Here are some facts:  At the time of Justice Clarence Thomas’ Supreme Court appointment, he had already been confirmed by the US Senate (many of whom have law degrees and legal backgrounds) for appointment to the US Court of Appeals for the  D.C. Circuit, one of the most honorable court appointments in the land.  Thomas wasn’t appointed to the Supreme Court from being a traffic court judge, or a scripted court television judge.  Prior to the Circuit Court appointment, Thomas-a Yale law graduate- also worked in an attorney general’s office, was an Assistant Secretary of Education, and was the  CHAIRMAN of the  Equal Employment Opportunity Commission for almost eight years.  Justice Clarence Thomas already had experience as a jurist on one of the most esteemed courts of the land when he was appointed, yet ankle-deep Obama cited Thomas wasn’t strong enough.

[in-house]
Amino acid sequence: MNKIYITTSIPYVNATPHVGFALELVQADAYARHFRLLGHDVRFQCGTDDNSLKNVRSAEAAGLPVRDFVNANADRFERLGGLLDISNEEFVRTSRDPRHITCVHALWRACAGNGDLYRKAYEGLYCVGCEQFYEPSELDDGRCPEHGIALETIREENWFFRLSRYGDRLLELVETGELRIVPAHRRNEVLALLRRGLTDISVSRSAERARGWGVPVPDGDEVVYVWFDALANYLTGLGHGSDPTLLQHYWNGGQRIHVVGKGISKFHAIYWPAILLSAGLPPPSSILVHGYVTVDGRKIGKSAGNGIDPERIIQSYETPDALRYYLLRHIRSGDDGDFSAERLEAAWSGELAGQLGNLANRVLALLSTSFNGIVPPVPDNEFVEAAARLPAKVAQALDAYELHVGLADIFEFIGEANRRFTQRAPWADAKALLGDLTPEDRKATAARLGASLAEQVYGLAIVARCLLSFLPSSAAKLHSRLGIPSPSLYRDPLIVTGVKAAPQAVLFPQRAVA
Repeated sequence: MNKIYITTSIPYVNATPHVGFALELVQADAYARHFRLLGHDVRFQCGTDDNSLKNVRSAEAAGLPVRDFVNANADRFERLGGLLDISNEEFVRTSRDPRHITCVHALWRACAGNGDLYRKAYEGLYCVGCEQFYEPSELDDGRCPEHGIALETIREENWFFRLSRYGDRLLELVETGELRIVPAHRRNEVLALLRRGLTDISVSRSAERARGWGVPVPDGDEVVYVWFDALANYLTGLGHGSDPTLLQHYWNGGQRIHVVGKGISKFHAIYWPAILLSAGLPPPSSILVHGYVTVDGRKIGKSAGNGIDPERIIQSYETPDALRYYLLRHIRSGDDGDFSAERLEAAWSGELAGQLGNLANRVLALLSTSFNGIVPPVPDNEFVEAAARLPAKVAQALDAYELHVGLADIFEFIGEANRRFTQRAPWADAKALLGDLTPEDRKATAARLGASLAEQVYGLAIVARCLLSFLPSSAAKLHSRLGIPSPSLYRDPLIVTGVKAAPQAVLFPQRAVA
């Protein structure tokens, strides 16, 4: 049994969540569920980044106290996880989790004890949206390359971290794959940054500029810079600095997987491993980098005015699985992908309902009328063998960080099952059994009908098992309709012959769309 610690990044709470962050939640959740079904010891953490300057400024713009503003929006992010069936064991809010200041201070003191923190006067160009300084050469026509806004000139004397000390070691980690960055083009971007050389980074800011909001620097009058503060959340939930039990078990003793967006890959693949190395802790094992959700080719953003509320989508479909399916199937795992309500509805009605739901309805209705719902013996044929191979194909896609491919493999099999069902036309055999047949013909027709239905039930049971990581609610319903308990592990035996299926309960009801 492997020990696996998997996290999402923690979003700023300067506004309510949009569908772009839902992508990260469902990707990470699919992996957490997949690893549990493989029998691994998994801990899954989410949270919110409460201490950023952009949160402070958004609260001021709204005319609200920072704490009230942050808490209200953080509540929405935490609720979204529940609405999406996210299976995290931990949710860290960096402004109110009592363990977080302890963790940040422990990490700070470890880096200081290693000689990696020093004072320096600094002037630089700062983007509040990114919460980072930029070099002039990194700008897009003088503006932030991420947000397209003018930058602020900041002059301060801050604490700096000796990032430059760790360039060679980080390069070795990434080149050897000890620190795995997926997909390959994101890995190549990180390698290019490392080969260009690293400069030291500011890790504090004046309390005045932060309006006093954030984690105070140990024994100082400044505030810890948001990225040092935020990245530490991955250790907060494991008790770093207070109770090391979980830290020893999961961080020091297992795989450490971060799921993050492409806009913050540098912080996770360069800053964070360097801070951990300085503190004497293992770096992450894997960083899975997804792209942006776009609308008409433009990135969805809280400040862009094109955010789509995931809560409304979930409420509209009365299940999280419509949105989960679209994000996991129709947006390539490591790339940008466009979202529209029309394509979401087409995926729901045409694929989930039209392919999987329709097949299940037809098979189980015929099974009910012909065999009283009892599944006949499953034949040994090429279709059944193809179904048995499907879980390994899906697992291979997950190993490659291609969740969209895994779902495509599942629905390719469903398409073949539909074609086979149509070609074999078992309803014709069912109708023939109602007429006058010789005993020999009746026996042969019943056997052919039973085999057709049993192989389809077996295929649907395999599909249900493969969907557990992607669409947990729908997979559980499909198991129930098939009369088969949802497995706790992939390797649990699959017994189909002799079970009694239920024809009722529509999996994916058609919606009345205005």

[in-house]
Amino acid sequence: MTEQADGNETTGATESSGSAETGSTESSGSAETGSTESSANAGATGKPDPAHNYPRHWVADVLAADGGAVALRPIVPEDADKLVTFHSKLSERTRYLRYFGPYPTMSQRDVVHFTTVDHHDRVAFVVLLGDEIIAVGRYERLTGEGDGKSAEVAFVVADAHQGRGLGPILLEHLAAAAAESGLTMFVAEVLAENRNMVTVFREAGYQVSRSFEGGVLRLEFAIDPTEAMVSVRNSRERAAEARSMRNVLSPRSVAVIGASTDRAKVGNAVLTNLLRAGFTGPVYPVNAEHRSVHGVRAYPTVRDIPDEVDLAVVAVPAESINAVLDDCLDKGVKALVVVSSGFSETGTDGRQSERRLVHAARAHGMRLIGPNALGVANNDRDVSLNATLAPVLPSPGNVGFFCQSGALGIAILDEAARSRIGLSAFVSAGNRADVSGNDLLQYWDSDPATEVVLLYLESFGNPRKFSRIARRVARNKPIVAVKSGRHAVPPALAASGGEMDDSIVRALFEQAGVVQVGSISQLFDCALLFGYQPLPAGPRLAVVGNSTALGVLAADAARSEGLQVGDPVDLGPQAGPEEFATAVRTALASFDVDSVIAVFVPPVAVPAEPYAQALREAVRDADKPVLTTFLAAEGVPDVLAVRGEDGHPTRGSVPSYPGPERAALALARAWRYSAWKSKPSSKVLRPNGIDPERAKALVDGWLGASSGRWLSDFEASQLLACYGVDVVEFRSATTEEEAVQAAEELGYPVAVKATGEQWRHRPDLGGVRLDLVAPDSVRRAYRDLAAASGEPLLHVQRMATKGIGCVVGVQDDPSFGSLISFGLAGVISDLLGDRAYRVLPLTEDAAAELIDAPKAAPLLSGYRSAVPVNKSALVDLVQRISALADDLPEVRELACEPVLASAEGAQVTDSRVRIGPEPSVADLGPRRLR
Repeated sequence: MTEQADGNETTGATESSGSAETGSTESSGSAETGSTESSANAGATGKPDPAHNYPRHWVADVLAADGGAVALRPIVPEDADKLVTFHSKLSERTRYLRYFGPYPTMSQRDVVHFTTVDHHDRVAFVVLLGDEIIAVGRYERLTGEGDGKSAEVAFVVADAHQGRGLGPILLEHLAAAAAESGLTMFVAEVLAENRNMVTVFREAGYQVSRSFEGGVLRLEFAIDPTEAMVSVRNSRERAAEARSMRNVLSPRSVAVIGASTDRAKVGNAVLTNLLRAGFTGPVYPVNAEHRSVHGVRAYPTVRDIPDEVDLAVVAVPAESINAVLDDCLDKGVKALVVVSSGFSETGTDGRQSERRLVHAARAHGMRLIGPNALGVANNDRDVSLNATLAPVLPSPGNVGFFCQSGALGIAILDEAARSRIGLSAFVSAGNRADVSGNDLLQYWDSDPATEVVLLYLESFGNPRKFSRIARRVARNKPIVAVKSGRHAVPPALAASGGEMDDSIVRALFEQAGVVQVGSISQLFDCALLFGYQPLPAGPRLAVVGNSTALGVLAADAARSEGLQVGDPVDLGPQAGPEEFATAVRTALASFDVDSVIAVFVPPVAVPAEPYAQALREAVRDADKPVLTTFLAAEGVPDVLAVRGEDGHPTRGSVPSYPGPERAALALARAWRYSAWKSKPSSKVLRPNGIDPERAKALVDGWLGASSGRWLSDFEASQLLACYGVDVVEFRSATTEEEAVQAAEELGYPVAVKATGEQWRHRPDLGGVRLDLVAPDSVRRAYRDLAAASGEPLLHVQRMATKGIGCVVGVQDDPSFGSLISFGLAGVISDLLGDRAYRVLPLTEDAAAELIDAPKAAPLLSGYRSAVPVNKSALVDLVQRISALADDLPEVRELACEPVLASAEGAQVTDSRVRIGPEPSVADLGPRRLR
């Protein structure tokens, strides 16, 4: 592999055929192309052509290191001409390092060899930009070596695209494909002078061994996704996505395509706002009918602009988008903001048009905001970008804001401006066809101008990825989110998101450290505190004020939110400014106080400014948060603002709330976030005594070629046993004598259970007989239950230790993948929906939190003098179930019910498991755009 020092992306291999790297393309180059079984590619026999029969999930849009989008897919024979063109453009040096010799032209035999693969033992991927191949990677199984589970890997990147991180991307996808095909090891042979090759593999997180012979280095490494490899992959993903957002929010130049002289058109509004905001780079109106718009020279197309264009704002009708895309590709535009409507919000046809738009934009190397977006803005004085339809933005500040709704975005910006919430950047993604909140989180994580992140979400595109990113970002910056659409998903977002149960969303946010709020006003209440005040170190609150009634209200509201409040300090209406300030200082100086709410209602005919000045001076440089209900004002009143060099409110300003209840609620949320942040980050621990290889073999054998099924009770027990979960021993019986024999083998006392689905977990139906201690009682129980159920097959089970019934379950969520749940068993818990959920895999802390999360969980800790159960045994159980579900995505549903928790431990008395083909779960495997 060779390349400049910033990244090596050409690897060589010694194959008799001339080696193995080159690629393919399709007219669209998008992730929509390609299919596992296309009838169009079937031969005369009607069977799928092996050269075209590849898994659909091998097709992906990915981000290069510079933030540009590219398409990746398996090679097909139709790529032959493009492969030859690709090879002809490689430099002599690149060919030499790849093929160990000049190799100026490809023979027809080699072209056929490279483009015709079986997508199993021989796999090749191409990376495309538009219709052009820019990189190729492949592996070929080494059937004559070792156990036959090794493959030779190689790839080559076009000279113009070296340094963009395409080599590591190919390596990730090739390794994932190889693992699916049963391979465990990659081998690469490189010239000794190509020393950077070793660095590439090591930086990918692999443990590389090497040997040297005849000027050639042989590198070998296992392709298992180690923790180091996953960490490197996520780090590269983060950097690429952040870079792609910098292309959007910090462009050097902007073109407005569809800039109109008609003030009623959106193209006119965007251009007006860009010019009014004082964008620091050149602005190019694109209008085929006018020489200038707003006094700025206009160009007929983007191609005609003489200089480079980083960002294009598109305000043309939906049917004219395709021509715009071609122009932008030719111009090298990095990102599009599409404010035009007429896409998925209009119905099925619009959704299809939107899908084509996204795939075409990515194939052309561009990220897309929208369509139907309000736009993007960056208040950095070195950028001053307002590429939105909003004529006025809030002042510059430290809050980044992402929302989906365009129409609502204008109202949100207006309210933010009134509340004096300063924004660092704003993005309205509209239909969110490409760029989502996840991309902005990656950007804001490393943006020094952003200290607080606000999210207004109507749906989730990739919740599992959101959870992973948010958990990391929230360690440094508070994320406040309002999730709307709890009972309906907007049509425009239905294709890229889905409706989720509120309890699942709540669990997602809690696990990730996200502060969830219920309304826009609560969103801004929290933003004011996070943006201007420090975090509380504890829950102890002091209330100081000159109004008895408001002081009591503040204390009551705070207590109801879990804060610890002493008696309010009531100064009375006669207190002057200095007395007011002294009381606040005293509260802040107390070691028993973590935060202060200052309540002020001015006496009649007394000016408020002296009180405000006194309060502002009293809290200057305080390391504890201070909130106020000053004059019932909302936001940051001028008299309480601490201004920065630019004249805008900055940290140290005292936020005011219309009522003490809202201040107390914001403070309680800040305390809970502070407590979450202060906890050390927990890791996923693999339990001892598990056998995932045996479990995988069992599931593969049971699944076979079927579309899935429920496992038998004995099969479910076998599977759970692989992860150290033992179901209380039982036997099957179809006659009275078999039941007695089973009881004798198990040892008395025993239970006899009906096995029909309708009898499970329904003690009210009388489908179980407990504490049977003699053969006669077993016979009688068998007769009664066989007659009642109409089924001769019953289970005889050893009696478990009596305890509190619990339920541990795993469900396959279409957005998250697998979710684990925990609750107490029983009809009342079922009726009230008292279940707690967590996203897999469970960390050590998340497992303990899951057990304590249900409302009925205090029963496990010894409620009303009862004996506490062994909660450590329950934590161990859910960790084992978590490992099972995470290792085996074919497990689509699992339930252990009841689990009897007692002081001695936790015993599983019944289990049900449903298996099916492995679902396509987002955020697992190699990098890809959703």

So then, we are to believe that Obama is strong enough to be PRESIDENT OF THE UNITED STATES OF AMERICA, while Thomas wasn’t a strong enough jurist or legal thinker to be onemember of the highest court in the judicial branch of our government.    Obama better be careful before his house negro mentality yields trouble for him during the rest of his campaign, and if elected President, when he gets into office.  He has obviously been in the house so long that his vision is tainted.  Obama’s candidacy alone suggests that he sees himself as capable and his experience on the Presidential track is not even comparable to that of Thomas’ on the judicial track at the time of Thomas’ appointment to the US Supreme Court.  Obama’s grossly skewed assessment of Thomas is not only condescending, but completely inappropriate in light of the increasing hostile climate (based upon beliefs that Black people are unqualified and given free-bees) pro-White extremists have towards Black Americans because of our insurgence in politics, education, business, ownership, religion and otherwise.  Hopefully Obama’s deep musings will reveal his own audacity to try to discredit the qualifications of the only Black justice on the Supreme Court.